I like a bit of rabbit but up until this weekend I hadn't cooked one. Poking my head in the butcher Saturday though I noticed wild rabbits on sale and decided I'd give it a go. Looking through the plethora of cookbooks at home HFW's Meat seemed likely to provide one and it didn't disappoint. With one of the ingredients of his rabbit stew being homemade bacon (and me having cured some just a few days before) it was as if it was meant to be.
The rabbit was whole so I set about jointing it following Hugh's instructions. A few little cuts around the leg joints, followed by a handful of chops with the cleaver through the saddle and my bunny was ready for the pot. Luckily I had a strip of belly that I'd cured up which would be perfect for the bacon content, its skin and fat adding richness to the sauce.
Rabbit Stew, serves 3 or 4
1 wild rabbit, jointed
250gr of streaky bacon/pancetta, preferably thickly cut or a lump, chopped into cm bits
2 medium carrots, 3cm chunks
2 sticks of celery, 4cm length
1 medium onion, halved then thickly sliced
Sprig of thyme or a pinch of dried thyme leaves, salt and pepper to taste
In a flameproof casserole or a big saucepan pan brown the bacon in a little oil before removing to a plate.
In the oil brown the rabbit and remove before chucking in the onion to soften.
Once the onion is soft add the rabbit and bacon back to the pan along with all the remaining ingredients - moving around till they fit snugly. Add enough water to just cover the meat.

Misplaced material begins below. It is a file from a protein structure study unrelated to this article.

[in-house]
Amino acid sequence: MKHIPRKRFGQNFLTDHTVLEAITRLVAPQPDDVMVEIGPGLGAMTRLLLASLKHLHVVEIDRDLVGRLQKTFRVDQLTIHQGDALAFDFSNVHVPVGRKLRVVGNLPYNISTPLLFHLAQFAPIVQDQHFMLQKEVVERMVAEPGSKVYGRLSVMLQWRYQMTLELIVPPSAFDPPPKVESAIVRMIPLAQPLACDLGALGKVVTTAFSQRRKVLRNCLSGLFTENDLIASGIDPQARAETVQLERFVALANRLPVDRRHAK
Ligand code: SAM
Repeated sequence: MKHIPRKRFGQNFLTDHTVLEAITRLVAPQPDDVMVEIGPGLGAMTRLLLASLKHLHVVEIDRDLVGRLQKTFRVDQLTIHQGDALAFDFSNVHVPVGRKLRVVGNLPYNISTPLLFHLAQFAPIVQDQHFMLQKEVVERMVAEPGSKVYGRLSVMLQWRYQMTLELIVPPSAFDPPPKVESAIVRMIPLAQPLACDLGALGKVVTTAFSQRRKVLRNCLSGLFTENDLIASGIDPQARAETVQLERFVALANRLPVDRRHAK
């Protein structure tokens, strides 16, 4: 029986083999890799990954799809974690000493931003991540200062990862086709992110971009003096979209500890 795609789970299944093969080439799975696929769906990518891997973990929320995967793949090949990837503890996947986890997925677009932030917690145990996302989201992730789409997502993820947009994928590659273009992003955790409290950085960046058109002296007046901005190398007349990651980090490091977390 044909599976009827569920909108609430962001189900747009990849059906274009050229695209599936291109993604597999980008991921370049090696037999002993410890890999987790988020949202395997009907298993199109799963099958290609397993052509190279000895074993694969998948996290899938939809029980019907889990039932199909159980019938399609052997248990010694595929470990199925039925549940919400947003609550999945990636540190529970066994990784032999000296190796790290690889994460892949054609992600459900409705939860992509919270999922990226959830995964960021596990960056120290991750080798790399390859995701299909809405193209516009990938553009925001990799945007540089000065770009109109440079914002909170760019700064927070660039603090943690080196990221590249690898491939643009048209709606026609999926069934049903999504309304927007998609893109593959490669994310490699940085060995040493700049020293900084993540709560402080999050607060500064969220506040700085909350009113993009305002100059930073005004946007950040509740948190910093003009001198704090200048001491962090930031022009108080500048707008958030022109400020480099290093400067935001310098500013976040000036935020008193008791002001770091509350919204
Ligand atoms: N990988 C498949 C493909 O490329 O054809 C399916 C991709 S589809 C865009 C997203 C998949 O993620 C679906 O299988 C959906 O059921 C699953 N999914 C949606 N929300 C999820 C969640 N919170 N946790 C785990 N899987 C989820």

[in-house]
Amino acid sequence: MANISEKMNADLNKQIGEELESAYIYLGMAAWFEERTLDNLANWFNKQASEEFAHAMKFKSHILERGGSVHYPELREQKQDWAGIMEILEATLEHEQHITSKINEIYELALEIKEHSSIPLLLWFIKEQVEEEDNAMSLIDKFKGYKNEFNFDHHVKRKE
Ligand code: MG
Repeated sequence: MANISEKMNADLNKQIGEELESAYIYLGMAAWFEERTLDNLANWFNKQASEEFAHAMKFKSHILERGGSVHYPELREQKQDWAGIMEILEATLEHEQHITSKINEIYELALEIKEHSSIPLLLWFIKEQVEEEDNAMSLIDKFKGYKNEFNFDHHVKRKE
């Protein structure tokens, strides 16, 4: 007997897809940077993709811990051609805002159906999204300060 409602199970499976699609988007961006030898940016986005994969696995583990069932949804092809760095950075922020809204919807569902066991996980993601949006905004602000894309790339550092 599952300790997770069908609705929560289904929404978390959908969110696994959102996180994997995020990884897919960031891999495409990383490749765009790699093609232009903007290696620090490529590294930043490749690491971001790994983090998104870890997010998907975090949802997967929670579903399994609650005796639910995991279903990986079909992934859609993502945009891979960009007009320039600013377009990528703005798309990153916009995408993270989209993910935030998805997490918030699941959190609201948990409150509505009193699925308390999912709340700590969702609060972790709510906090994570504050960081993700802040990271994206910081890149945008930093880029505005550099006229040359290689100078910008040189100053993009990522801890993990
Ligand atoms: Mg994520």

Bring to the boil then put on a lid and stick in a 120 deg C oven for an hour and a quarter, alternatively simmer gently for the same time.
Normally I turn to stock in stew recipes but here the cider and water combined with the rabbit and bacon to give the most fantastic sauce - full of flavour whilst being thin and light. The reasonably short cooking time was not quite enough for my rabbit, it wasn't tough but it wasn't falling off the bone either (I guess the age affects the time it needs), but it was perfect for the veg - leaving the carrots and celery with just enough bite. Normally I'd go for mash with a stew but Hugh suggested some macaroni and I decided to give it a try. They were a revelation, I'm a sucker for noodle soup and the mouthfuls of al dente pasta and rich, meaty stock were a similar taste sensation. I imagine this recipe would work well for chicken portions too if rabbit isn't your thing.